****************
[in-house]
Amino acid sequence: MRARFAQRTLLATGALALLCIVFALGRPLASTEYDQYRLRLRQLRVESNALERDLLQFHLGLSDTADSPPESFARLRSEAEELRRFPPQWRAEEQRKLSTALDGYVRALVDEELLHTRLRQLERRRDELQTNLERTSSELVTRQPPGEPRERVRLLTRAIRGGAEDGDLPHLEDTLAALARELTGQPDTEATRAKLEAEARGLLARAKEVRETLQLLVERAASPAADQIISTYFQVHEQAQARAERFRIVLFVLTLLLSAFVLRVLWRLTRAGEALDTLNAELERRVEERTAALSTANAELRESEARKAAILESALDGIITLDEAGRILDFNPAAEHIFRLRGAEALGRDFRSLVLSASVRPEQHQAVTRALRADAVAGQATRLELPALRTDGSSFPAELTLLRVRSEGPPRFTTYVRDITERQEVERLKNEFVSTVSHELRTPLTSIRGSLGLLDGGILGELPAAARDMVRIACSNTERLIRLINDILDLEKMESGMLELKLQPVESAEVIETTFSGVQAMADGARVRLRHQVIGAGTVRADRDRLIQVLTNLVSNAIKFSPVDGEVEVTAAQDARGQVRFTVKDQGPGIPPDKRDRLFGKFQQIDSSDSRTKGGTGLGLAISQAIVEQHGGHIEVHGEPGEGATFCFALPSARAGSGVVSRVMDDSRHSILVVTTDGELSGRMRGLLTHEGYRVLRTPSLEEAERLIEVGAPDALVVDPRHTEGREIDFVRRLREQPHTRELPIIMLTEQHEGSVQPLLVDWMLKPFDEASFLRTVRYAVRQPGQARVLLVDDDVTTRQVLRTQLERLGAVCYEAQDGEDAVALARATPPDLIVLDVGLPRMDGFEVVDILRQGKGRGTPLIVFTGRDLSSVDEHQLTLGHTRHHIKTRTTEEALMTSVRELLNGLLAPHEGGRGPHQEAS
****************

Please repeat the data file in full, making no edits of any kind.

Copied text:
[in-house]
Amino acid sequence: MRARFAQRTLLATGALALLCIVFALGRPLASTEYDQYRLRLRQLRVESNALERDLLQFHLGLSDTADSPPESFARLRSEAEELRRFPPQWRAEEQRKLSTALDGYVRALVDEELLHTRLRQLERRRDELQTNLERTSSELVTRQPPGEPRERVRLLTRAIRGGAEDGDLPHLEDTLAALARELTGQPDTEATRAKLEAEARGLLARAKEVRETLQLLVERAASPAADQIISTYFQVHEQAQARAERFRIVLFVLTLLLSAFVLRVLWRLTRAGEALDTLNAELERRVEERTAALSTANAELRESEARKAAILESALDGIITLDEAGRILDFNPAAEHIFRLRGAEALGRDFRSLVLSASVRPEQHQAVTRALRADAVAGQATRLELPALRTDGSSFPAELTLLRVRSEGPPRFTTYVRDITERQEVERLKNEFVSTVSHELRTPLTSIRGSLGLLDGGILGELPAAARDMVRIACSNTERLIRLINDILDLEKMESGMLELKLQPVESAEVIETTFSGVQAMADGARVRLRHQVIGAGTVRADRDRLIQVLTNLVSNAIKFSPVDGEVEVTAAQDARGQVRFTVKDQGPGIPPDKRDRLFGKFQQIDSSDSRTKGGTGLGLAISQAIVEQHGGHIEVHGEPGEGATFCFALPSARAGSGVVSRVMDDSRHSILVVTTDGELSGRMRGLLTHEGYRVLRTPSLEEAERLIEVGAPDALVVDPRHTEGREIDFVRRLREQPHTRELPIIMLTEQHEGSVQPLLVDWMLKPFDEASFLRTVRYAVRQPGQARVLLVDDDVTTRQVLRTQLERLGAVCYEAQDGEDAVALARATPPDLIVLDVGLPRMDGFEVVDILRQGKGRGTPLIVFTGRDLSSVDEHQLTLGHTRHHIKTRTTEEALMTSVRELLNGLLAPHEGGRGPHQEAS